Preferably, the valve 20 permits both forward flow from the esophagus into the stomach, as well as limited reverse flow. One structure for enabling controlled reverse flow is upper valve 36 disclosed in United States Patent No. 4,846,836 to Reich, entitled Artificial Lower Gastrointestinal Valve, the disclosure of which is incorporated by reference in its entirety herein. Other provisions for reverse flow will be discussed infra, in connection with Figures 4 and 5.

Referring to Figures 4a and 4b, there is illustrated an alternate valve 46 permanently or removably secured to an anchor 18 in position within the distal esophagus 12 (or cardia) at about the junction with the stomach 10. The valve 46 comprises a generally conicaily shaped body 48 having a forward flow opening 51 and a reverse flow opening 52. The forward flow opening 51 is provided with a movable first valve cover 50 illustrated in a closed orientation in Fig. 4a and in an open orientation in Fig 4b The valve cover 50 may be biased towards a closed position to obstruct reverse flow through aperture 51. However, forward flow of material from the esophagus into the stomach displaces the valve cover 50 to permit forward flow.

The reverse flow opening 52 is provided with a second valve cover 53 illustrated in a closed orientation in Fig. 4b. Valve cover 53 will open in response to retrograde pressure in excess of a predetermined break pressure for permitting reverse flow. Although the hinge side of valve cover 53 is illustrated at the lower edge of the reverse flow opening 52, the hinge may alternatively be located at the upper edge of opening 52 similar to the illustrated valve cover 51. Each of the valve covers 51 and 53 may be integrally molded with the housing 48, or separately formed and attached thereto, as may be desired in the view of the preferred manufacturing technique. The entire housing 48 including valve covers 51 and 53 may be injection molded from any of a variety of flexible biocompatibie materials such as, for example, silicone or polyurethane. The cross sectional area of the forward flow aperture 50 and reverse flow aperture 52 can be varied as desired, depending upon the clinical objective. in accordance with another embodiment of the present invention (Fig. 7) there is provided a hybrid valve structure which includes both the leaflet primary valve construction of Figures 1-3 and the reverse flow valve construction of the embodiment of Figure 4. Thus, forward flow through the valve is accomplished by forward pressure opening two or three or more coaptive valve leaflets. One or two or three or more of the leaflets are provided with a reverse flow aperture such as aperture 52 in Figure 4. The reverse flow aperture is additionally provided with a valve cover such as valve cover 53 illustrated in Figure 4. Referring to Figure 7, valve 84 includes at least two and preferably three leaflets 86, separated by coaptive edges 88 as is well known in the heart valve art. The leaflets 86 are connected to a base 90, which may be permanently or removably connected to an anchor as has been discussed. Alternatively, the coaptive leaflets 86, base 90 and anchor (not illustrated) can be integrally formed as a unitary device. One or more reverse flow ports 92 are provided on valve 84. Preferably, two or three or more reverse flow ports 92 are provided. Each reverse flow port is provided with a valve cover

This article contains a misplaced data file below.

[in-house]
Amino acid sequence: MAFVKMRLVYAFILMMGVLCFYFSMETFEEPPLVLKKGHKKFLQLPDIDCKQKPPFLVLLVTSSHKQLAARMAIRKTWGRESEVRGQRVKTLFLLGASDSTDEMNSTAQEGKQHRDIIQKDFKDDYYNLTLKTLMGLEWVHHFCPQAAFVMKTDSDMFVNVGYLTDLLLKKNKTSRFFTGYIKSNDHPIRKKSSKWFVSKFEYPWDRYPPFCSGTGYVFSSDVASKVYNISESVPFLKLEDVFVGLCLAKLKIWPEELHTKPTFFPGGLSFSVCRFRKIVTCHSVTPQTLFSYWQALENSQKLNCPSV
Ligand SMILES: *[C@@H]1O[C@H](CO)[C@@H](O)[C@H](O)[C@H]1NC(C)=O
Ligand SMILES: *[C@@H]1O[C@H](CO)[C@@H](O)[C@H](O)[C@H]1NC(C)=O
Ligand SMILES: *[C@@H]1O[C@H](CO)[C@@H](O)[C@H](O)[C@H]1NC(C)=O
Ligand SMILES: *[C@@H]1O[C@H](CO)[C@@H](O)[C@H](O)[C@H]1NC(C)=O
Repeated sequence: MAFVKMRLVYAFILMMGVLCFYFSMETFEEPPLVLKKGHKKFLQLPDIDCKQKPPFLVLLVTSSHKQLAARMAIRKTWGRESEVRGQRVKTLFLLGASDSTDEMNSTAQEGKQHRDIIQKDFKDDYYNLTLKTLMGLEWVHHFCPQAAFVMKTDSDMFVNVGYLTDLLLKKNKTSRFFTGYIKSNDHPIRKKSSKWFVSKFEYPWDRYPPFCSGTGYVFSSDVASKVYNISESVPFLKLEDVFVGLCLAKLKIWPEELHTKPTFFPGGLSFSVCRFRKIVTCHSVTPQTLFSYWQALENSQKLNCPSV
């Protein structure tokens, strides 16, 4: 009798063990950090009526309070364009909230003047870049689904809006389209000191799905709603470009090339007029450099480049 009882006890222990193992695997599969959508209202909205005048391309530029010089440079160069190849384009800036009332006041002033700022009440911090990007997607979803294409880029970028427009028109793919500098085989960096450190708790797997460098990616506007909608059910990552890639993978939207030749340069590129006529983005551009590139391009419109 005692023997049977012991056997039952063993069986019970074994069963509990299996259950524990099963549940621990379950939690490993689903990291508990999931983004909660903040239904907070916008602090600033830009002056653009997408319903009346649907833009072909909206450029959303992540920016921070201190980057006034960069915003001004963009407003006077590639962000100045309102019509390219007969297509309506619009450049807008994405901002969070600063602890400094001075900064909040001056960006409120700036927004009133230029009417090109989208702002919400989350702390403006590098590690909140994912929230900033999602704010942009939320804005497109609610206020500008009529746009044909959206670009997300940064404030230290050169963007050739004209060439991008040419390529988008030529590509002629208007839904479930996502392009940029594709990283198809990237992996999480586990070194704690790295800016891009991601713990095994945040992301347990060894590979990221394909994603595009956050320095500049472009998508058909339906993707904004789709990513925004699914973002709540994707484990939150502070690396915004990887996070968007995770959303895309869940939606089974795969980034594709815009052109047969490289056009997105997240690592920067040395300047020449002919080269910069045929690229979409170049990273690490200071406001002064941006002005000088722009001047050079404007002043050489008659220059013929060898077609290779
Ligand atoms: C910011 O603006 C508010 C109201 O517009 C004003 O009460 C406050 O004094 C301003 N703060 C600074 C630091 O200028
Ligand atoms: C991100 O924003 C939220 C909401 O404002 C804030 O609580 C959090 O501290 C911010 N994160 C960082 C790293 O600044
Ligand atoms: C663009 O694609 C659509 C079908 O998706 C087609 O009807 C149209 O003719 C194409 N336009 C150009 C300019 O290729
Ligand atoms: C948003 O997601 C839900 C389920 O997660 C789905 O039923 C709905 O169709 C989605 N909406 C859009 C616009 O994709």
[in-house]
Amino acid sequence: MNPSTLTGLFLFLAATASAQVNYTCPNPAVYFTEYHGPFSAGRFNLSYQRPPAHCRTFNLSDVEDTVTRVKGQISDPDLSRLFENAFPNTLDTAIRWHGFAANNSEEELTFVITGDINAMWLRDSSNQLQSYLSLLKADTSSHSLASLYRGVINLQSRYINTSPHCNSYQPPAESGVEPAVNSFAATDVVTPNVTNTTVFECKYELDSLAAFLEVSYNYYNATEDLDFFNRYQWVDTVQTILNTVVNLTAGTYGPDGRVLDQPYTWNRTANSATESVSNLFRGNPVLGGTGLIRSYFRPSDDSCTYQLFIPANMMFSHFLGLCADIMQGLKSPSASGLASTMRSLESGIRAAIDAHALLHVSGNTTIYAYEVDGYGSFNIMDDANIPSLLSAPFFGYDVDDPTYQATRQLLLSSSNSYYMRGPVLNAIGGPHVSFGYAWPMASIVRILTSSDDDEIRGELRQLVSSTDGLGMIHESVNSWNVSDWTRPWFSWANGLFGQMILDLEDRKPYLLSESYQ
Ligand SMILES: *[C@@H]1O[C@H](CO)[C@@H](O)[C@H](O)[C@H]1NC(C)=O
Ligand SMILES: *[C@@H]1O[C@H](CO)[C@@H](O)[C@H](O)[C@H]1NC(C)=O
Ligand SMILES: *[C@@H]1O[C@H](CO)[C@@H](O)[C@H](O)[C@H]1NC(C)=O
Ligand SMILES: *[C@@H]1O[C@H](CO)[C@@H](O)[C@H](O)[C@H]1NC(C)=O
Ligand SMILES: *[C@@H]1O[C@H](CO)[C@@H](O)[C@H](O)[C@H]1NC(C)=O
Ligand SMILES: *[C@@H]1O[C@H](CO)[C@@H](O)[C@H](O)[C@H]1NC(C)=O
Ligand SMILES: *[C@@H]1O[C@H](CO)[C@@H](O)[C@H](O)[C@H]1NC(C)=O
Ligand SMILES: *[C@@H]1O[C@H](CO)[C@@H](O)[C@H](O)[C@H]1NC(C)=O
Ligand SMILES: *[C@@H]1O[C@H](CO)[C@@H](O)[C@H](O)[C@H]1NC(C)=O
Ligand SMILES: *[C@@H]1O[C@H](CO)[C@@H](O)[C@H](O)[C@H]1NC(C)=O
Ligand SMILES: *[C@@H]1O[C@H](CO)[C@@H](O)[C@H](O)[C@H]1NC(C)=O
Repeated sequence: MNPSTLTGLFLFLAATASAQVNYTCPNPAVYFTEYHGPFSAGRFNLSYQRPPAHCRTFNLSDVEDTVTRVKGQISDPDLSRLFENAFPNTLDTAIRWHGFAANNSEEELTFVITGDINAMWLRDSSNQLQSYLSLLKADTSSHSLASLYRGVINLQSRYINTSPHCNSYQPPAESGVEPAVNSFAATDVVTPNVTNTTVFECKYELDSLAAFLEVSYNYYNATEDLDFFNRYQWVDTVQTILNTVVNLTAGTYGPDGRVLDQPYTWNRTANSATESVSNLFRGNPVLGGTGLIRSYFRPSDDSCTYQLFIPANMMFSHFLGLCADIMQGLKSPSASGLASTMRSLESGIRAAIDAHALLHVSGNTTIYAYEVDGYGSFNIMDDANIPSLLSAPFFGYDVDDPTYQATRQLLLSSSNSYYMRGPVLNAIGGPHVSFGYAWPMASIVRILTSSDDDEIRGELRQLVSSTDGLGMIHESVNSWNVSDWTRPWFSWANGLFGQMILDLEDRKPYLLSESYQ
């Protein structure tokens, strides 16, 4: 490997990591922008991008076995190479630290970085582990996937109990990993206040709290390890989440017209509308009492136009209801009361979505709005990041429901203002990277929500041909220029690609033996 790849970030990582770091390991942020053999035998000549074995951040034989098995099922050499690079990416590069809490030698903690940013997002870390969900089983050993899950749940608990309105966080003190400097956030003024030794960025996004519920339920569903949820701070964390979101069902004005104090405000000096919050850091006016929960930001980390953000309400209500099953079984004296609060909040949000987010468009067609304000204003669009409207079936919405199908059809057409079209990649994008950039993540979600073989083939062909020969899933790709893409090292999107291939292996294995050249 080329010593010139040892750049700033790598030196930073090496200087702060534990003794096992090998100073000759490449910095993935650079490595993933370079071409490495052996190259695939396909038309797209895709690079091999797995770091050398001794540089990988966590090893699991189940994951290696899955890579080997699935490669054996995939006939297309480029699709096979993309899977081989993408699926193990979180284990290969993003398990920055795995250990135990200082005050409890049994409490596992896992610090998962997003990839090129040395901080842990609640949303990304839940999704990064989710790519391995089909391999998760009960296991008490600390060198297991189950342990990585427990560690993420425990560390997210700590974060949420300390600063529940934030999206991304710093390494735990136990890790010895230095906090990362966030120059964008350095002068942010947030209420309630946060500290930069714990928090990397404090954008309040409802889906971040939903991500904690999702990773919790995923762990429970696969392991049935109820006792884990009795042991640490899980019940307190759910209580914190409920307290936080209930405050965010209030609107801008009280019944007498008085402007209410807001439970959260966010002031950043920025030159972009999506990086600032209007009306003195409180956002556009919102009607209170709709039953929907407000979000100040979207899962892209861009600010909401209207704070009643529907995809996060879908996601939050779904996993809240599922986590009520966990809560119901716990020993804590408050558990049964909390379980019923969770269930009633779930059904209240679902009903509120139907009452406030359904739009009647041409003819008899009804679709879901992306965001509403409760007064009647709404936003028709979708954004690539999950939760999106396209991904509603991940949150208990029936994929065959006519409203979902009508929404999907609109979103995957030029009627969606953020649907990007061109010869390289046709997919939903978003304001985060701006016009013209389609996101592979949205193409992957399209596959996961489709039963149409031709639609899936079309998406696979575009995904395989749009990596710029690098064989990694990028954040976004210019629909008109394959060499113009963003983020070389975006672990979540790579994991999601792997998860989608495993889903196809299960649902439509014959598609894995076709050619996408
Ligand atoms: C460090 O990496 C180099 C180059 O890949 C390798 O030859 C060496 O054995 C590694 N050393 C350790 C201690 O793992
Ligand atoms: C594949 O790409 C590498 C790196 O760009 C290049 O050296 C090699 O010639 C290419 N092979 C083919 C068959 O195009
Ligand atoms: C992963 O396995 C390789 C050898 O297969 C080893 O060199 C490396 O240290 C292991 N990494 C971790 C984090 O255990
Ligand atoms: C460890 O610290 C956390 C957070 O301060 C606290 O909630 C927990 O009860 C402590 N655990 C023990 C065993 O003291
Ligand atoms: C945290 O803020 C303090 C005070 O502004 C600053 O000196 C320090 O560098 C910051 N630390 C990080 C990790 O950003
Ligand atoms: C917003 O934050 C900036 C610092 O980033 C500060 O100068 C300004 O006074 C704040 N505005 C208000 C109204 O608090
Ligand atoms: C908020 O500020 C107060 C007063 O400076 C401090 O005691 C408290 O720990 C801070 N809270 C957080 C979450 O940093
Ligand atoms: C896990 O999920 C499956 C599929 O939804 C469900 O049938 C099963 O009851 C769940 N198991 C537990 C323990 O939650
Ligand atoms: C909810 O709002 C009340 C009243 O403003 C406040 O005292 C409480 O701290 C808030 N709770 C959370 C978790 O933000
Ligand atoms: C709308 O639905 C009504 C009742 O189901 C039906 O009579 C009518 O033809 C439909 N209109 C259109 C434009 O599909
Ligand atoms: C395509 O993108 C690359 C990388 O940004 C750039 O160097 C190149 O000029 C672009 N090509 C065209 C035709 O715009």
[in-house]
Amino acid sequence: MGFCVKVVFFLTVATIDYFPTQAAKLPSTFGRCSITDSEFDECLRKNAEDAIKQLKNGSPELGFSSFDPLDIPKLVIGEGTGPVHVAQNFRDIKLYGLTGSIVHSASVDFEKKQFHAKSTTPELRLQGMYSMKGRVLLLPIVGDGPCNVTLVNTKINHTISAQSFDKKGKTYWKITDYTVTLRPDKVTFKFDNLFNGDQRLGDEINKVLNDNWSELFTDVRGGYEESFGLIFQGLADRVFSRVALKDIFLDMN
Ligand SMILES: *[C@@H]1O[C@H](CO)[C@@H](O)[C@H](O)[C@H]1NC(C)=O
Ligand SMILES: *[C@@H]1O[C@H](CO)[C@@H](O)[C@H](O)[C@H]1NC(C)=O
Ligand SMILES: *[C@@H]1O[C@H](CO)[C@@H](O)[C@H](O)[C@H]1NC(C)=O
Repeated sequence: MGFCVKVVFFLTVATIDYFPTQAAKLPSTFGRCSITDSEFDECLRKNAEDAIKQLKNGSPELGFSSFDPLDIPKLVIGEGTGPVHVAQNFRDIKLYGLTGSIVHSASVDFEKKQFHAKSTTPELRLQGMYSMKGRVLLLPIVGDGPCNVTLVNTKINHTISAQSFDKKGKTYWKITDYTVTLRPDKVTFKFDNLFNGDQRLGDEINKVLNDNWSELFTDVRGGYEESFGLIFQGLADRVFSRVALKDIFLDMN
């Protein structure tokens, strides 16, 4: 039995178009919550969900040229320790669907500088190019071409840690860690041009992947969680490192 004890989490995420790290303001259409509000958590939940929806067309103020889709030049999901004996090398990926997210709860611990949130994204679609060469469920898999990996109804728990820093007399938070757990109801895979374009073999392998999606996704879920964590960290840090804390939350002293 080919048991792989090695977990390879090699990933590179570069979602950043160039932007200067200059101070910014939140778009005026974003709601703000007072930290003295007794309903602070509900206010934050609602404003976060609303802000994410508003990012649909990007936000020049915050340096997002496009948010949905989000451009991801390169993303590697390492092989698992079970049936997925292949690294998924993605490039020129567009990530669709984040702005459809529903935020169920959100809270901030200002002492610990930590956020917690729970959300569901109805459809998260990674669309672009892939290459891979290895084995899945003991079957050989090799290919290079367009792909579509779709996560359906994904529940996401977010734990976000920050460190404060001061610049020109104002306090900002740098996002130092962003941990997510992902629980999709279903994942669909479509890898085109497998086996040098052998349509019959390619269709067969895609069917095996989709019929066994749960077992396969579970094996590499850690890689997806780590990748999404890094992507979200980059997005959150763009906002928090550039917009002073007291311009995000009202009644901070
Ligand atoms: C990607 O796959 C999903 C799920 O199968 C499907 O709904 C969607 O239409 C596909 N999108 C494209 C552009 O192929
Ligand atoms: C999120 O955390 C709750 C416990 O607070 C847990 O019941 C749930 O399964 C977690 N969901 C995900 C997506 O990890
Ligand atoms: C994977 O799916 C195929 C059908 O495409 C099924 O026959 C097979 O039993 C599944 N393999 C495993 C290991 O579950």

94, for inhibiting forward flow but permitting reverse flow through the flow port 92.

Referring to Figure 5, there is illustrated a further embodiment of a valve useful in the present invention. The valve 56 comprises an annular attachment ring 58 having a central aperture 60 therethrough. A compound flapper 62 comprises a forward flow component 64 and a reverse flow component 66. Forward flow is accomplished by displacing both the reverse flow component 66 and forward flow component 64 in a distal direction, thereby opening central aperture